Vendor & Supplier Negotiations are based upon fairness, in that the buyer gets and supplier provides the right quality at the right price. Below we’ll outline how buyers think of suppliers, followed with a real scenario of how a buyer negotiated with a supplier. Finally, you will discover 4 important principles to use in vendor and supplier negotiations.
Depending where you live, suppliers are either seen as semi-Gods or as
servants that must act upon every wish of the customer. Let’s explain.
Based on our experience, in US generally Buyers feel that suppliers are
there to fulfill every wish they have. However, if you are in Asia,
Buyers feel that suppliers have lots of power and if you try to
negotiate prices you will get low quality goods and services.
However none of these is right. The suppliers and buyers need each other – as a matter of fact suppliers/sellers need the buyer more. So the suppliers must be seen as what they are: Sellers who want to get your business, but who would not stoop so low as to ‘shine your shoes’ if you ask them to.
One company wanted to hire a consultant and his fee was USD 10,000 a
day. The company felt this was too expensive. The supplier/consultant
would only be present in certain meetings and help the buyer by
providing his opinion (so more or less he was being paid just to sit in
the meetings). But they needed this consultant since he was certified
and it was required by law to have such a consultant. So they were ready
to pay the fee, and were afraid to even ask for a reduction in the fee
since the consultant would refuse and they would be without a
However one question was asked:
What would the company do, if the consultant died tomorrow?
The answer was quick: Oh, we have to go and find another certified consultant (and there were quite a number of them).
Once they realized this, they want back to the consultant and stated that his fee was too expensive and that they would pay a lesser fee. Apparently they also told him that if he died tomorrow they would have to find another consultant, so he was not irreplaceable. And the consultant accepted the lower price. If you have a supplier company, remember that instead of dying they can go bankrupt. So a very important principle in vendor and supplier negotiations is to have alternative options/suppliers that provide the same quality of goods/services. Let’s put down then 4 important principles in supplier and vendor negotiation.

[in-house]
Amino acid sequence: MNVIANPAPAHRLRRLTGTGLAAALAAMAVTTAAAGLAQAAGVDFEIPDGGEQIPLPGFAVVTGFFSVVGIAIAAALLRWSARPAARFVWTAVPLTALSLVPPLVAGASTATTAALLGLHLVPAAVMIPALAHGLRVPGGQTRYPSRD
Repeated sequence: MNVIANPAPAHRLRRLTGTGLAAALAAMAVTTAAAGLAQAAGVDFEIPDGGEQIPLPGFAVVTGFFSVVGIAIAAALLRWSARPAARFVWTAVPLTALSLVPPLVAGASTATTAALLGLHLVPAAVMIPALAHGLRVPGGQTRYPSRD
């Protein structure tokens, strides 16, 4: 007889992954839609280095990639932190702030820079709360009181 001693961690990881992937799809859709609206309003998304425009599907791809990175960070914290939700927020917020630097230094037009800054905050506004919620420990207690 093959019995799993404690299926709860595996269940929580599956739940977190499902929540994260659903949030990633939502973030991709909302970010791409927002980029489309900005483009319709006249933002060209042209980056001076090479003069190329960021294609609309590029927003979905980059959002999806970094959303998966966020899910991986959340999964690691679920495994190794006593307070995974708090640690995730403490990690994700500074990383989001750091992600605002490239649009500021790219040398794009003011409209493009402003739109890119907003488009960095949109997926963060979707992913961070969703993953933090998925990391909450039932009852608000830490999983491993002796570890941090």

1. Have Choices before you negotiate with suppliers.
As just mentioned above, have at least 2 or 3 suppliers that are competing for your job. If you have only 1 supplier quote, or if you are stuck with a sole or single source supplier, then it is difficult to negotiate.
2. Understand the Price Quoted by the Supplier.
Second, you need to have a good understanding of the price you are trying to negotiate. By this we mean that you know that the supplier can still make a reasonable profit and still provide the goods/services to you without decline in quality, speed and time. To do this you would need a good understanding of price and cost analysis.
3. Understand your positioning with the supplier.
If you are an important client to your supplier and if your supplier stands to lose a substantial amount of revenue by not getting your business (eg 10% or more), this will help tremendously in your negotiations. No supplier will want to lose a long term client, even if that means sacrificing few percentage points.
4. Resist Price Increases
Whenever you are ‘shot’ with a price increase from the supplier, resist them. You can by default say no, which will work in half the cases if the supplier is just increasing the price without a real increase of his costs. Or you can simply ask them: Ok, I would have to pass this cost increase to my customers as well, so please tell me what do I say to them?
This question will help you and ensure that the supplier shows you how their cost increase affects your price.
To learn the tricks to successful negotiations with supplier, download the “Out-Negotiating Your Suppliers” Report by clicking here.